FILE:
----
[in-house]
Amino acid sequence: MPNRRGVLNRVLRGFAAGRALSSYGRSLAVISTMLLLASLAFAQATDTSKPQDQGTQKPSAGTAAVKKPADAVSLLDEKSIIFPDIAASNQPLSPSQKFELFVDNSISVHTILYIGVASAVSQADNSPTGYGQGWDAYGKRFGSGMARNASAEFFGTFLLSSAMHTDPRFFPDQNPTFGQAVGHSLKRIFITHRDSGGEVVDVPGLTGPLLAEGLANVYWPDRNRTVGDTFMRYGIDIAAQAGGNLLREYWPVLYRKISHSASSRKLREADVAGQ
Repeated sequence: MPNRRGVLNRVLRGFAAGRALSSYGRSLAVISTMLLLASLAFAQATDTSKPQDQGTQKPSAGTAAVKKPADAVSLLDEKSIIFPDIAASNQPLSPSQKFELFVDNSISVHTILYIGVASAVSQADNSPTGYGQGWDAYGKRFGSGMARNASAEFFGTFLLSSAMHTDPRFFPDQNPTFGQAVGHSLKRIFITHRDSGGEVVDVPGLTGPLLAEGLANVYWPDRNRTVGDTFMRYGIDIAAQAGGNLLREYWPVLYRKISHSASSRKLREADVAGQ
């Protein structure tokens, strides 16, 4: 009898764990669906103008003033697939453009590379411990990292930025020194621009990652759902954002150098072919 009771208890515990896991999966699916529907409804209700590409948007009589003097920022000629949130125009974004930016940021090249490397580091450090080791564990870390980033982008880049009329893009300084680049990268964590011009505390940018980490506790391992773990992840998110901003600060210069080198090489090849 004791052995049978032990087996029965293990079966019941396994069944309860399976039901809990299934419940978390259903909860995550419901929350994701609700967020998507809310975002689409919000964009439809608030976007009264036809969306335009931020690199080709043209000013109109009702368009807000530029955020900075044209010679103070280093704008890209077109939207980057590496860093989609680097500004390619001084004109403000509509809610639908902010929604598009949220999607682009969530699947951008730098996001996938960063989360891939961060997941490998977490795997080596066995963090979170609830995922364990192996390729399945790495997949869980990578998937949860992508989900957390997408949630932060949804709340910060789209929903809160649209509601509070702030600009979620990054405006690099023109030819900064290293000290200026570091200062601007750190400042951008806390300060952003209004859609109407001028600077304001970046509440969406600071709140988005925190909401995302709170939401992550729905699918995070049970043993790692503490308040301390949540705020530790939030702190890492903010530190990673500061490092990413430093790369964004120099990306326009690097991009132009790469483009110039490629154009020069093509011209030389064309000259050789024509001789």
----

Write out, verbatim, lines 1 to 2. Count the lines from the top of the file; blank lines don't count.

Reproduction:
[in-house]
Amino acid sequence: MPNRRGVLNRVLRGFAAGRALSSYGRSLAVISTMLLLASLAFAQATDTSKPQDQGTQKPSAGTAAVKKPADAVSLLDEKSIIFPDIAASNQPLSPSQKFELFVDNSISVHTILYIGVASAVSQADNSPTGYGQGWDAYGKRFGSGMARNASAEFFGTFLLSSAMHTDPRFFPDQNPTFGQAVGHSLKRIFITHRDSGGEVVDVPGLTGPLLAEGLANVYWPDRNRTVGDTFMRYGIDIAAQAGGNLLREYWPVLYRKISHSASSRKLREADVAGQ